One of the many perks of conducting research in the Department of Biological Sciences at Barnard is the opportunity to work closely with one of our faculty members to publish original research papers during a student's undergraduate career. In their recent publication, Conjugation dynamics depend on both the plasmid acquisition cost and the fitness cost, the Lopatkin Lab demonstrated that the hours immediately following conjugation may play a significant role in plasmid prevalence. Today, we sit down with Hannah Prensky (BC '22), first author on this paper (pictured to the left), to discuss her contributions to this important project.
Tell us about yourself.
I’m in my third year at Barnard and I’m double majoring in cellular & molecular biology and economics. I grew up in Frederick, Maryland where I became interested in biology while conducting mRNA research at the National Cancer Institute during high school. Currently, I work in Professor Allison Lopatkin's lab where we investigate antibiotic resistance through the lens of metabolism. I was drawn to her lab partly because of the computational aspect to the work and partly because I was really interested in studying bacteria.
For those of us not familiar with this area of research, could you break your publication down for us?
We study antibiotic resistance because it is a major public health threat that is poised to cause the next global health emergency. We know that genes that make bacteria cells resistant to antibiotics are often carried on plasmids, which are fragments of DNA that can spread easily through populations. However, we don’t know how acquiring new resistance genes affects a cell’s growth or overall competitiveness. In my recently published paper, we studied immediate growth impacts of acquiring new plasmids, which is research that helps to more accurately predict how antibiotic resistance spreads and how to prevent it.
In the Lopatkin Lab, a strong community feeling is an important part of the lab culture as discussed in a recent interview with Professor Lopatkin. How do you help support your lab mates and how do they support you?
I joined the lab during Professor Lopatkin’s first semester at Barnard, and it has been amazing to watch the lab grow and flourish since this time last year. While we can’t yet physically all work with one another at the same time, we do work together to set up experiments and maintain the lab. We also create a strong community feeling during lab meetings by fostering an environment in which we can all practice presenting our projects in a supportive, respectful atmosphere.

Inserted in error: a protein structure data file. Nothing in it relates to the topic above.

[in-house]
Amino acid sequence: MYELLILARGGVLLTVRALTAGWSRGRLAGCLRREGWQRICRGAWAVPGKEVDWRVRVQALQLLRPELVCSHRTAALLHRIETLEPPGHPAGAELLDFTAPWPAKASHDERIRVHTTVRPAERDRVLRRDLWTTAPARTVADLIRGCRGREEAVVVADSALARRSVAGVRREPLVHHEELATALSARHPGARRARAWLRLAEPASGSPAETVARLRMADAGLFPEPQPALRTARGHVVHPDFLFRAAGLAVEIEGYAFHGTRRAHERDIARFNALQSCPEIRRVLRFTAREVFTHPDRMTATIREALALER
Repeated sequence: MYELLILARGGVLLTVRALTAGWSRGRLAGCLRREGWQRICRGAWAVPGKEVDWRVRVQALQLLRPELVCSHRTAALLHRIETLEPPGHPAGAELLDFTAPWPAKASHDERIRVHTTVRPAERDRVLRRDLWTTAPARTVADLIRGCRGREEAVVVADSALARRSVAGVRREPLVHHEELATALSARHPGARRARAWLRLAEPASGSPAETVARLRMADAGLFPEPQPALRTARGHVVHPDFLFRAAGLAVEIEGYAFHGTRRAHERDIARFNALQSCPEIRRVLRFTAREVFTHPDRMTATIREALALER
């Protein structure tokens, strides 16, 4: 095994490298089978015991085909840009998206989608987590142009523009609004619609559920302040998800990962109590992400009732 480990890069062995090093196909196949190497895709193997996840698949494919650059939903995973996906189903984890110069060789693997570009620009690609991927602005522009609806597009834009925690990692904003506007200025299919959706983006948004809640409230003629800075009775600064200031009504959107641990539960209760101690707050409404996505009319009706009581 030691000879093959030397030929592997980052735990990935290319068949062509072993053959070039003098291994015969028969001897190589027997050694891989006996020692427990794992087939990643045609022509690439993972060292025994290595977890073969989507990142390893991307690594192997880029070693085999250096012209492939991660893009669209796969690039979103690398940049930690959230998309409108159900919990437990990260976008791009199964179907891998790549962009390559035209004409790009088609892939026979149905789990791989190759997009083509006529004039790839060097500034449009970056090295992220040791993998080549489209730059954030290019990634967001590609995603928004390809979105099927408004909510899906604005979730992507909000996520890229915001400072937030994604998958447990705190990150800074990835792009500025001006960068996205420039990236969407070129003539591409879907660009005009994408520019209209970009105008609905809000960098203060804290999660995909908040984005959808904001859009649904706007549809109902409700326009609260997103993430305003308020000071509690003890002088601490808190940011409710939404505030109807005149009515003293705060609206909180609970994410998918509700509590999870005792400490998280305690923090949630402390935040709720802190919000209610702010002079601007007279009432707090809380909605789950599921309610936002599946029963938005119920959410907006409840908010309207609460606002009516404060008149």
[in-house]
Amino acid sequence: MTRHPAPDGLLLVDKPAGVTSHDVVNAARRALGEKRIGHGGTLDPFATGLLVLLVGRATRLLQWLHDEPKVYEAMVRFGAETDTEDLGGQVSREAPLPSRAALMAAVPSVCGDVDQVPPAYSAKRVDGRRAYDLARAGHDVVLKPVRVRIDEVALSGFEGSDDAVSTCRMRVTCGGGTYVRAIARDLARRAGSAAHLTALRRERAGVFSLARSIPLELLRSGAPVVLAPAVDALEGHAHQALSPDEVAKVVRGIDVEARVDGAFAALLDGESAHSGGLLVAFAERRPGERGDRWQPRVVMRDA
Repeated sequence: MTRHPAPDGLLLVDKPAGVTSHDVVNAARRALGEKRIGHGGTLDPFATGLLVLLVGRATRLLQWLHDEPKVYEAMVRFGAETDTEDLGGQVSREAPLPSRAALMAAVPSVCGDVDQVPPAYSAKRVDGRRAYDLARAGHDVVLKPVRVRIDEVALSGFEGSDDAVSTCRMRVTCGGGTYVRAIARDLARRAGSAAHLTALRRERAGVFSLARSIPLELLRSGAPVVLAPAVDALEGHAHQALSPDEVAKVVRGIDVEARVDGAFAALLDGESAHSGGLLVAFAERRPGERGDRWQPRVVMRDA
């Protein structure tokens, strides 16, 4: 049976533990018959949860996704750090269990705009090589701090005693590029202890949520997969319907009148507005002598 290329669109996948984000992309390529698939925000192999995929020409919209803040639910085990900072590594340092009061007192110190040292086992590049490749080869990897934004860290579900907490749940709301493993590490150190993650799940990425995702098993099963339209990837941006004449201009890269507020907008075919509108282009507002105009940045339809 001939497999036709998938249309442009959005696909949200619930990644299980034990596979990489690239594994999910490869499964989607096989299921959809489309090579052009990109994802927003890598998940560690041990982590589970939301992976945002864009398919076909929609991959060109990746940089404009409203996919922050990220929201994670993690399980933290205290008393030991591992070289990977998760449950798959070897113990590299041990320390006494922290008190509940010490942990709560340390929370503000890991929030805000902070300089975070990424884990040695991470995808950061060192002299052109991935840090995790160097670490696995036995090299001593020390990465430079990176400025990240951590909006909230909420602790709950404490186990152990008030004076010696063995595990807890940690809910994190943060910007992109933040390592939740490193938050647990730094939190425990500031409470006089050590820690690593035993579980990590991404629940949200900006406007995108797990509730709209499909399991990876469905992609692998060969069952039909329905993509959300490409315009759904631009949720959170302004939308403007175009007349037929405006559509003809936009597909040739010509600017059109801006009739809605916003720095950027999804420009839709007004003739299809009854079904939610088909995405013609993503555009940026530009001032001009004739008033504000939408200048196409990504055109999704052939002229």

Looking back to when I had never done research before, I would advise my younger self to try new things and learn as much as possible along the way! ...[this] is the perfect time to figure out exactly what you like to research, and the best way to do that is to have an open mind about everything.
Lastly, looking back to when you had never done research before, what advice would you give your younger self?
Looking back to when I had never done research before, I would advise my younger self to try new things and learn as much as possible along the way! I think being an undergraduate is the perfect time to figure out exactly what you like to research, and the best way to do that is to have an open mind about everything.
Anything else you'd like us to know?
I’m super excited to have had my first first-author paper published, but what makes this accomplishment even more special is that it is also Professor Lopatkin’s first senior-author paper! I’m so proud of what we were able to do together, especially considering that a lot of the analysis and experiments were conducted during the height of the pandemic when the lab was closed/heavily restricted. It is very special to be able to share this accomplishment together, as I couldn’t have done any of this without her invaluable mentorship!
To learn more about what Professor Lopatkin studies, check out the Lopatkin Lab website.